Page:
A Symposium at The University of Melbourne, Nov 3-4, 2016
Dr Ana Dragojlovic (Gender Studies, Asia Institute)
Associate Professor Fran Martin (ARC Future Fellow, School of Culture and Communication)
Associate Professor Audrey Yue (Director, Research Unit in Public Cultures)
Gender is taking on new expressions, shaped by wider political and economic demands for participation in flexible labour, intimate markets, geographic mobilities, and social reproduction.
In this symposium, we explore how contemporary regimes of governance in Asia impact on the spatial and social movements of people (migrants, refugees, expatriates, sex workers, and tourists) as well as mobile forms of media and technology, and examine the economic, political, affective, and especially gendered dimensions of these forms of mobility.
With public keynote lectures from Dr Raka Shome (National University of Singapore), Professor Pei-Chia Lan (National Taiwan University) and Professor Purnima Mankekar (School of Culture and Communication visiting Asia scholar; UCLA) and research papers from leading scholars in our region, this symposium problematises current methodological and theoretical paradigms, and seeks to provide new insights into the relationship between mobility regimes, gender and social transformation.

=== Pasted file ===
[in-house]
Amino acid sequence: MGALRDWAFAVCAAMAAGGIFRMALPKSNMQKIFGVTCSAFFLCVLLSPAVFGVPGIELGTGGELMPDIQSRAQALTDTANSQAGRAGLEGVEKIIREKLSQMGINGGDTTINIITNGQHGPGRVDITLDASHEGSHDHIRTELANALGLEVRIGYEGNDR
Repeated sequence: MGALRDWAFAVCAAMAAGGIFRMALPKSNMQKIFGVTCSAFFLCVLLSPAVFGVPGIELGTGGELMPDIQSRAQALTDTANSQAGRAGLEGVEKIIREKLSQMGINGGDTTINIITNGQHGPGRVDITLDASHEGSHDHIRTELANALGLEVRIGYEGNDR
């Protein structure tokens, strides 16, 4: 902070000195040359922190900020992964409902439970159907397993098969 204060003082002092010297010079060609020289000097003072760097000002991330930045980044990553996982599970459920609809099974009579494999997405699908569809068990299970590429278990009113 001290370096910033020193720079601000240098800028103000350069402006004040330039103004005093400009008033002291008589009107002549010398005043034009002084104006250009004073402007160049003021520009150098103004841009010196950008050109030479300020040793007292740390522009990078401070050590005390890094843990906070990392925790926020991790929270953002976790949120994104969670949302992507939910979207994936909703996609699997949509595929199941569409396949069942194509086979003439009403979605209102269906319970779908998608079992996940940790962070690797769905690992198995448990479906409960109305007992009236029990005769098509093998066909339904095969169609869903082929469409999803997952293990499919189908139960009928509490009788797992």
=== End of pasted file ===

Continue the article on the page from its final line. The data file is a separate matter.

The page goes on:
In addition to the symposium, Dr Raka Shome will be leading a masterclass for current University of Melbourne research students on contemporary postcolonial theory. Dr Shome will be giving a public keynote lecture on Thursday evening, 3rd of November, to open the symposium, which commences in full on Friday 4th November with further keynotes, papers and panels.
Attendance at the symposium events is free, but registration is required as places may be limited. Please see the attached flyer and our website:
Any queries relating to the symposium may be sent to our Research Assistant, Joshua Pocius:
This symposium is co-sponsored by the Asia Institute, the Research Unit in Public Cultures, the School of Culture and Communication, and the Gender Studies program at The University of Melbourne.